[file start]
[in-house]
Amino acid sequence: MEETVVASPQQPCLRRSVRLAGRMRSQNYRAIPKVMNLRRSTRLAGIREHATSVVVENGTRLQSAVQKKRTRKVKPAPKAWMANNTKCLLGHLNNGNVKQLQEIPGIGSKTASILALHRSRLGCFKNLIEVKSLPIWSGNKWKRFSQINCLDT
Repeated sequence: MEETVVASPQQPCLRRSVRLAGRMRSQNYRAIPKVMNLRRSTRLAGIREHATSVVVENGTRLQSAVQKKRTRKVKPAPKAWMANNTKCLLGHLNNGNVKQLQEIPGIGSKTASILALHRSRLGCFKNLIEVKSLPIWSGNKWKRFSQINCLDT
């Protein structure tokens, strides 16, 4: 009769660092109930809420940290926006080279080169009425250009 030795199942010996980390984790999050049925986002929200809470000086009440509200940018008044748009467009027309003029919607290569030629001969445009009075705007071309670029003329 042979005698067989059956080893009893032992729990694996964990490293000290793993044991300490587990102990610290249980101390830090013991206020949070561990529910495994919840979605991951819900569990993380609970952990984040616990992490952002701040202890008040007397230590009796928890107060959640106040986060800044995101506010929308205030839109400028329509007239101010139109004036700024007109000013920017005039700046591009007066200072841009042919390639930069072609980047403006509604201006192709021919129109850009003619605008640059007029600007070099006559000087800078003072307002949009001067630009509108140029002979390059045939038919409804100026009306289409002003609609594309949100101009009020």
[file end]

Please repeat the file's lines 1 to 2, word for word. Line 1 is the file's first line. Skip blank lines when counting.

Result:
[in-house]
Amino acid sequence: MEETVVASPQQPCLRRSVRLAGRMRSQNYRAIPKVMNLRRSTRLAGIREHATSVVVENGTRLQSAVQKKRTRKVKPAPKAWMANNTKCLLGHLNNGNVKQLQEIPGIGSKTASILALHRSRLGCFKNLIEVKSLPIWSGNKWKRFSQINCLDT